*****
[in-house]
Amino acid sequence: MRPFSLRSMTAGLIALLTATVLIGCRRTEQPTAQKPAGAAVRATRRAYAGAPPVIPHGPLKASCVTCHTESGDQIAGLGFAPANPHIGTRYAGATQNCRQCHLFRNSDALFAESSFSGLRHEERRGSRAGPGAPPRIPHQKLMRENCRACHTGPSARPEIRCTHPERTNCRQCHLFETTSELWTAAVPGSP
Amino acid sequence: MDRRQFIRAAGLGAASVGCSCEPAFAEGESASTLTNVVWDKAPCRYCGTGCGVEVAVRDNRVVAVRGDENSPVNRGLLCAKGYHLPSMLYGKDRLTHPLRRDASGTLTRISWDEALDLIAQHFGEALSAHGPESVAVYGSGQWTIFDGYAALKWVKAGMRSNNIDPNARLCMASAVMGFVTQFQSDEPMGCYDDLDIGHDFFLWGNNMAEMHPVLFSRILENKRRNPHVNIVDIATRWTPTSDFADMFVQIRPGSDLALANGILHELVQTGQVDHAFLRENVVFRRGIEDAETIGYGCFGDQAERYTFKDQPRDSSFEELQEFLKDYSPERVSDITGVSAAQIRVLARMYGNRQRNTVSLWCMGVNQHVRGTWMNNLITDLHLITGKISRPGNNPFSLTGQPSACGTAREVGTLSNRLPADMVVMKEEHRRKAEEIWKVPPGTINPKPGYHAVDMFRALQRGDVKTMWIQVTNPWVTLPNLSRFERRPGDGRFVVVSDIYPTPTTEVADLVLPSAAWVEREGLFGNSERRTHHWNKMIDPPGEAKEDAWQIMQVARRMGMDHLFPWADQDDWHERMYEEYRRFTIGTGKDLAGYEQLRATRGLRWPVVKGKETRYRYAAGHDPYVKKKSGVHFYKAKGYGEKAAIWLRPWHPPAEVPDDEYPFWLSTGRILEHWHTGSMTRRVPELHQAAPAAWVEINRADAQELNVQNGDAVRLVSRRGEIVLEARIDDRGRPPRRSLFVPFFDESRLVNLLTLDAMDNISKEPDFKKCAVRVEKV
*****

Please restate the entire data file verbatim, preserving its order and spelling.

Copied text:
[in-house]
Amino acid sequence: MRPFSLRSMTAGLIALLTATVLIGCRRTEQPTAQKPAGAAVRATRRAYAGAPPVIPHGPLKASCVTCHTESGDQIAGLGFAPANPHIGTRYAGATQNCRQCHLFRNSDALFAESSFSGLRHEERRGSRAGPGAPPRIPHQKLMRENCRACHTGPSARPEIRCTHPERTNCRQCHLFETTSELWTAAVPGSP
Amino acid sequence: MDRRQFIRAAGLGAASVGCSCEPAFAEGESASTLTNVVWDKAPCRYCGTGCGVEVAVRDNRVVAVRGDENSPVNRGLLCAKGYHLPSMLYGKDRLTHPLRRDASGTLTRISWDEALDLIAQHFGEALSAHGPESVAVYGSGQWTIFDGYAALKWVKAGMRSNNIDPNARLCMASAVMGFVTQFQSDEPMGCYDDLDIGHDFFLWGNNMAEMHPVLFSRILENKRRNPHVNIVDIATRWTPTSDFADMFVQIRPGSDLALANGILHELVQTGQVDHAFLRENVVFRRGIEDAETIGYGCFGDQAERYTFKDQPRDSSFEELQEFLKDYSPERVSDITGVSAAQIRVLARMYGNRQRNTVSLWCMGVNQHVRGTWMNNLITDLHLITGKISRPGNNPFSLTGQPSACGTAREVGTLSNRLPADMVVMKEEHRRKAEEIWKVPPGTINPKPGYHAVDMFRALQRGDVKTMWIQVTNPWVTLPNLSRFERRPGDGRFVVVSDIYPTPTTEVADLVLPSAAWVEREGLFGNSERRTHHWNKMIDPPGEAKEDAWQIMQVARRMGMDHLFPWADQDDWHERMYEEYRRFTIGTGKDLAGYEQLRATRGLRWPVVKGKETRYRYAAGHDPYVKKKSGVHFYKAKGYGEKAAIWLRPWHPPAEVPDDEYPFWLSTGRILEHWHTGSMTRRVPELHQAAPAAWVEINRADAQELNVQNGDAVRLVSRRGEIVLEARIDDRGRPPRRSLFVPFFDESRLVNLLTLDAMDNISKEPDFKKCAVRVEKV